For many indoor kitties, darting outside is a fun diversion. Keeping them in while letting Bowser out can be challenging. A doggie door would simplify things, but it gives your cat a means of passage. Securing the cat five times a day is hardly a solution. Better measures exist.
If your dog uses a doggie door, when you’re not at home, set your cat up in a confined area of the house. Make sure this area has plenty of space, a litter box, food and water, and is well stocked with toys. Since cats are naturally drawn to the outdoors, a screened window box allows her to enjoy fresh air and bird-watch while remaining safe.
Training Your Cat
A number of manufactured cat deterrents on the retail pet market are designed to help you keep your cat clear. These include citrus aroma sprays, puffs of air and Scat mats. Homemade solutions include using a spray water bottle when she nears the door and making a loud noise by rattling pennies in a can. Most cats do not like to walk on tinfoil. Securing a sheet on the floor will make her rethink her steps. However, some of these deterrents may also deter your dog.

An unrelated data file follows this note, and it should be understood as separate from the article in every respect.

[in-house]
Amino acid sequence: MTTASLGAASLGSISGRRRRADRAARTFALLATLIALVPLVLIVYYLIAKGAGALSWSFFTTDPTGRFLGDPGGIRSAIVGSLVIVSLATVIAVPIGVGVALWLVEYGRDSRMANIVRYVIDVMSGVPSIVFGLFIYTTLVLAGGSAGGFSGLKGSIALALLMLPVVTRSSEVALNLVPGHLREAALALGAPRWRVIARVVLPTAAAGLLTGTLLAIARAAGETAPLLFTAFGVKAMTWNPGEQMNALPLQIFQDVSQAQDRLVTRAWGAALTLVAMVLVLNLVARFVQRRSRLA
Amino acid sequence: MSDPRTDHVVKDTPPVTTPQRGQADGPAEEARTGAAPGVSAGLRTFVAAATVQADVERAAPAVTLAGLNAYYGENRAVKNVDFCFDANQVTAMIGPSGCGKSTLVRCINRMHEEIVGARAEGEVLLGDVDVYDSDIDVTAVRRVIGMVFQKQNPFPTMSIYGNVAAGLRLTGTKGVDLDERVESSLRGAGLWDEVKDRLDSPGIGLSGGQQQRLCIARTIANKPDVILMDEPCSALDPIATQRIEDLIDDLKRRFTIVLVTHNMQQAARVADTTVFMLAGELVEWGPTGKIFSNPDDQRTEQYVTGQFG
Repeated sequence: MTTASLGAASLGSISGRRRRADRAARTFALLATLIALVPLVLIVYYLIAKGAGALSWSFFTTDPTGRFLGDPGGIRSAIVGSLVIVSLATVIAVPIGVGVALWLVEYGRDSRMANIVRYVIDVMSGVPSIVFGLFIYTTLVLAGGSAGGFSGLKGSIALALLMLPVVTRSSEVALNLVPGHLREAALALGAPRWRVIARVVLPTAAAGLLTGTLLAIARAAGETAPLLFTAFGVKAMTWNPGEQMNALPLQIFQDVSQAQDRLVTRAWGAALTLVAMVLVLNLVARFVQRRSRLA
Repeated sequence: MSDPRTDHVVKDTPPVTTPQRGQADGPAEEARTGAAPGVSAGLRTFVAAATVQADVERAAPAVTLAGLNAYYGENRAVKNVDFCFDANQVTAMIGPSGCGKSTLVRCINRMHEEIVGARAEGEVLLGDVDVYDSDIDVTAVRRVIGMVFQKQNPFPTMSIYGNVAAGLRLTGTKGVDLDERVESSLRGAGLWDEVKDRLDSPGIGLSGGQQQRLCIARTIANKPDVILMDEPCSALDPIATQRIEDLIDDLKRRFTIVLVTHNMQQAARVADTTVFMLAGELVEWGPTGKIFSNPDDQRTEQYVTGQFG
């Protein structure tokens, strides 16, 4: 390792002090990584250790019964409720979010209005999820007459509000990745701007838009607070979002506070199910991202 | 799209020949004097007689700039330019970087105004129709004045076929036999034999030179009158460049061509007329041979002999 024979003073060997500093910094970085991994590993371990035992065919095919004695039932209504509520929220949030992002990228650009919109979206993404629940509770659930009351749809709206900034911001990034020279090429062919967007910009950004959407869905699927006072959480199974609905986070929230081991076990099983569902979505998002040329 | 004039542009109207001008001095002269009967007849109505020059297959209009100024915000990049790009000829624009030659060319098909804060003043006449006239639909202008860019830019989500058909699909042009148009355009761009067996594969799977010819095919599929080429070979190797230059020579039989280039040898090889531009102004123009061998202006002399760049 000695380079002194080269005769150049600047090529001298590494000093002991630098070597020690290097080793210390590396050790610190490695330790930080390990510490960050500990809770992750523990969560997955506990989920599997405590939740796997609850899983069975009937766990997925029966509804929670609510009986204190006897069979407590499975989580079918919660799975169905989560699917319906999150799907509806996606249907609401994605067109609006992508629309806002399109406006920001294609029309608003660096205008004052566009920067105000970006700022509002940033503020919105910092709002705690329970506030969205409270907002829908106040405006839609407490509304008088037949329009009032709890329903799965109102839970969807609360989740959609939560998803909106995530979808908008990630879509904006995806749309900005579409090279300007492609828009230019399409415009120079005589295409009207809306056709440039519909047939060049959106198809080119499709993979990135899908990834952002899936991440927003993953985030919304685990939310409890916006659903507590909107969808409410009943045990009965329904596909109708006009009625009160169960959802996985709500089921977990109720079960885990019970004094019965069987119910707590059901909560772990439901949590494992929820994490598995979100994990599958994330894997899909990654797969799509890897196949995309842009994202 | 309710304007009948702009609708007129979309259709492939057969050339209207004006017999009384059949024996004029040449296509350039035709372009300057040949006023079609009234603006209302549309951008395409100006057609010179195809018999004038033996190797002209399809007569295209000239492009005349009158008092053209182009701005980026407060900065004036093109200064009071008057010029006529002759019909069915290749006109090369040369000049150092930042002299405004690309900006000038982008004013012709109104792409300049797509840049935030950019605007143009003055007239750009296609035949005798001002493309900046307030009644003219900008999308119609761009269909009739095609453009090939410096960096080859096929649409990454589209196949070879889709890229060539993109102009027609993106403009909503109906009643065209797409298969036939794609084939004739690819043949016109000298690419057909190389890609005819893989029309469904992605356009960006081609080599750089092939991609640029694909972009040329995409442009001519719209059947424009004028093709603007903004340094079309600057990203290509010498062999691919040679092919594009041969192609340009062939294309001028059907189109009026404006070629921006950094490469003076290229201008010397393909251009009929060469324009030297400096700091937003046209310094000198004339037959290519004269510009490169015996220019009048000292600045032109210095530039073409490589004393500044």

Indoor Invisible Fencing
To avoid the unsightliness of tinfoil, and if your cat is willing to wear a battery-operated collar, indoor invisible fencing is another solution. A transmitter, typically the size of a small disc, goes in the area you want your kitty to avoid. When she gets within a certain range ,a vibration from the collar emits; the range of this transmission can be set to trigger at various distances. This method is helpful in keeping curious kitties off furniture and kitchen counters.
Making Indoors Fun
To make your cat’s indoor environment more appealing than the outside world, supply positive reinforcements. Give her plenty of toys for entertainment. Treat-dispensing toys and toys filled with catnip can keep her happy for long periods of time. Just before letting your dog outside, put her in a special place she associates as her space then give her a snack of tuna or other tasty bite. If you open the door to let your dog out and she doesn’t attempt to go follow, reward her.
Slone Wayking worked as a professional in the veterinary field for 20 years. Though her interest in animal health led to this path, Wayking initially studied creative arts. She has been article writing for more than a year and is currently working towards her degree in multimedia. Her certifications include business writing and basic web design.